Country music star Jamey Johnson will become a commercial pilot

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MONTGOMERY, Ala. (AP) – Look up in the sky. Is it a bird? Is it an airplane? Is it a… beard?

You might not know it, but country music star Jamey Johnson and his unmistakable mustaches spent a few days here and there and above Montgomery during the pandemic.

After all, this has been Johnson’s hometown since he was three years old. The Grammy-nominated artist, who was born in Enterprise and lived in Troy at an early age, began singing at Calvary Baptist Church in Montgomery. He learned a lot about music from his father, a French horn player, and school instructors Floyd Jr. and Jeff Davis. Life in Alabama’s capital also made him want to serve in the Marine Corps Reserves, which he did from 1994 to 2002. He even wears a piece of Montgomery to all of his concerts – a guitar covered with signature called “Old Maple” which he obtained. in 1995 from Bailey Brothers.

For the past year and a half, Montgomery is also where he did some of his flight training to become a commercial pilot.

“So during the pandemic, I went to Montgomery a few times, especially when I was there doing checks (FAA exams),” Johnson said. “I did all my checkrides there. And while I’m in town, I’ll be visiting people and things like that.

Johnson will be much more down-to-earth on Sunday at Montgomery’s Riverwalk Stadium, where he and several musician friends are gathering for Johnson’s annual Homecoming concert. This is a fundraiser for the Nikki Mitchell Foundation, which helps families facing a battle with pancreatic cancer.

Doors open at 5 p.m. and the show starts at 7 p.m. Tickets can be purchased online at jameyjohnson.com. Standing tickets at court level only are $50 and bowl seating is $35.

THE LIFE OF A TOURING MUSICIAN


People often ask Johnson when his next album will be released. Her last – “Living For a Song” was in 2012. But recording just isn’t where her heart has been.

“No, I have nothing in preparation. I’m not doing anything,” Johnson said. “You know, right now I’m a touring musician. That’s what I do. Yes, that’s what I appreciate. »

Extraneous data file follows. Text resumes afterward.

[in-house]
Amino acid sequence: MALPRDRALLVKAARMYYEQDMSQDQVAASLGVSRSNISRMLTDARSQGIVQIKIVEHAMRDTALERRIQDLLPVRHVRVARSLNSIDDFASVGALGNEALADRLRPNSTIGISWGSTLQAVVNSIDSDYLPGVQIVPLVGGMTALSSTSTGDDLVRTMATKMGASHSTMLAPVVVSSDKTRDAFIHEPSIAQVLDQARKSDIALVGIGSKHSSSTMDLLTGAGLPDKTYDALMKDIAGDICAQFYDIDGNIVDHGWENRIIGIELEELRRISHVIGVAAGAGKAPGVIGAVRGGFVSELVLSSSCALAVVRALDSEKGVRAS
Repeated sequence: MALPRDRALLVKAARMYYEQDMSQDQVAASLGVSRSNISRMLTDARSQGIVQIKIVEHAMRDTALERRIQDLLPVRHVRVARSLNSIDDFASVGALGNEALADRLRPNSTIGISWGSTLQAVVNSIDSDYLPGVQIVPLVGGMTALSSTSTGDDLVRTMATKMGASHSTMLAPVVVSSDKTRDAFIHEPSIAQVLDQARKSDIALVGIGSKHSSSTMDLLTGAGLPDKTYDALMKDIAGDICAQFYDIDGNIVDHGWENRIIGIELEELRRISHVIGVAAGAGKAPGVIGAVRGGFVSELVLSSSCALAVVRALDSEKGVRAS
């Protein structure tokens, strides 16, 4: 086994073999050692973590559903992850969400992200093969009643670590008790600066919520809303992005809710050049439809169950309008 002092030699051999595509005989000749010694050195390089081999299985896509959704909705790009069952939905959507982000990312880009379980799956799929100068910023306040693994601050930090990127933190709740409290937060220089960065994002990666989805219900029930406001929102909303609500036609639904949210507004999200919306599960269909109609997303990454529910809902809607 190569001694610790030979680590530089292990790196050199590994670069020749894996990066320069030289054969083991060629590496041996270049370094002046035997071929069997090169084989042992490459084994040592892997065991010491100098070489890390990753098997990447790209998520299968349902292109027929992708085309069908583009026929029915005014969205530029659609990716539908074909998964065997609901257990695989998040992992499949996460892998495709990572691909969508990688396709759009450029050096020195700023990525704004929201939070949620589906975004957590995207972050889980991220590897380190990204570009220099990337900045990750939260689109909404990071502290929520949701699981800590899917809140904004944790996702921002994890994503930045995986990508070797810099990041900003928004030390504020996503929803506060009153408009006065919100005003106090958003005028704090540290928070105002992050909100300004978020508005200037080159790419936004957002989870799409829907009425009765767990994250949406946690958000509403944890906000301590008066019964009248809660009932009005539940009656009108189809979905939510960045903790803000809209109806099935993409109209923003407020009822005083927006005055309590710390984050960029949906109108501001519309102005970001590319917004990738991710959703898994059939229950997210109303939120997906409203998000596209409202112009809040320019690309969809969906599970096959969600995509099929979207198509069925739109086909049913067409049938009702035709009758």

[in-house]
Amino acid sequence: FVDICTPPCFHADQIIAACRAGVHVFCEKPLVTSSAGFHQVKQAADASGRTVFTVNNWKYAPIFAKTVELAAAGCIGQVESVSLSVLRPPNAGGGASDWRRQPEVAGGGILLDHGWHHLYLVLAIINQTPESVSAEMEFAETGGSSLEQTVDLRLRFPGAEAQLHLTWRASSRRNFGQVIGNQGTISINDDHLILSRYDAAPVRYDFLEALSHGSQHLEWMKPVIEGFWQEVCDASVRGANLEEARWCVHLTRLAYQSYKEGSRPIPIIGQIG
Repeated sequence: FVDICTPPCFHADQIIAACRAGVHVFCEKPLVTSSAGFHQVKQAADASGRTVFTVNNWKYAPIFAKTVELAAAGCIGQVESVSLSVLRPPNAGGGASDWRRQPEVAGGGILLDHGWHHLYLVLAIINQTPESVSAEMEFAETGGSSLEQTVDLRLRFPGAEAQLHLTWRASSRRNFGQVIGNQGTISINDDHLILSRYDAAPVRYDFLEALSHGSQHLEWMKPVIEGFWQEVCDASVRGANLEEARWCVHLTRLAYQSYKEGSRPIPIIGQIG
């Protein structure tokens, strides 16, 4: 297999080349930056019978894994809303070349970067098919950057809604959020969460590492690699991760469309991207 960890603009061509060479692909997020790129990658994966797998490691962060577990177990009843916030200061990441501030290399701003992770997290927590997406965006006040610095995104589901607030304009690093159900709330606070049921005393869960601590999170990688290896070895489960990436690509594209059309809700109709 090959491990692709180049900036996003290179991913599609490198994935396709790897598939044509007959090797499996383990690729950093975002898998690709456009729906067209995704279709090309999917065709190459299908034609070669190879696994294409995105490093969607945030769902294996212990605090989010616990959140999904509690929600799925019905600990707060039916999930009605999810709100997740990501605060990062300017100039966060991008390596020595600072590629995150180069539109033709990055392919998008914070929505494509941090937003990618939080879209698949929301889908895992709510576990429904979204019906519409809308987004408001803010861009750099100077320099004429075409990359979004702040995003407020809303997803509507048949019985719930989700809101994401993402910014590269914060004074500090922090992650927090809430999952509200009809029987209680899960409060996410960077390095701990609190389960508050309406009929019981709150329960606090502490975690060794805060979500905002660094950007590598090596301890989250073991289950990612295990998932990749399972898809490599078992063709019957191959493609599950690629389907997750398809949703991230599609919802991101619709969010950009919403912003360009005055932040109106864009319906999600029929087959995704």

It’s not an easy life. Touring, and everything associated with it, came to a halt last year during the pandemic. This year has been better for Johnson, who said he and his group have been busy. Some other artists are not so lucky.

“People who want to go on tour always find that’s not even possible,” Johnson said. “Sometimes because we now have a shortage of bus drivers and truck drivers, to go along with the pandemic concerns that are already there. We want to make safe shows for our listeners, but at the same time, we also have a band and a crew that we’re trying to protect. To ensure their safety, it is necessary in particular to make them earn money. When you put them in the house and they don’t make money, it doesn’t protect them. It keeps them broke.

He said there must be a “middle ground” with safety precautions. He said they had that kind of balance in September when he performed during Farm Aid. Johnson said the concert was a hit with the public and was “as safe as it gets”.

He hopes to strike that kind of balance at Sunday’s Homecoming concert.

“You know, the thing that’s there this year that wasn’t there last year is this vaccination,” Johnson said. “It’s not a panacea. It is not a 100% secure protocol. But it is something. It’s something that wasn’t there last year and is there this year. »

So why did Johnson become a pilot during the pandemic? Honestly, he thought it would be cool to be able to fly himself whenever he wanted. Johnson has already been flying on tour for nearly six years, studying and training with others, and logged just over 500 hours.

“I spent my free time while studying COVID,” Johnson said. “I am a private pilot. A multi-engine private pilot. I got my instrument ratings on single engine and multi engine. I’m working on getting my publicity. At the moment, I have already passed the written test. I have to find some time to go do this check-ride. I will get my business license.

So no, that bearded man you might spot flying over Montgomery again isn’t Santa Claus on a morning jaunt.

So what’s Johnson going to do when he gets his business license?

“I can fly away for vacations and whatever I want to do. There’s always somewhere to go,” Johnson said. “I keep dreaming about loading up fishing gear and getting on a plane to Montana or Alaska or somewhere. Landing on a river or going fly fishing or that sort of thing. Who knows? Maybe this dream will come true too.

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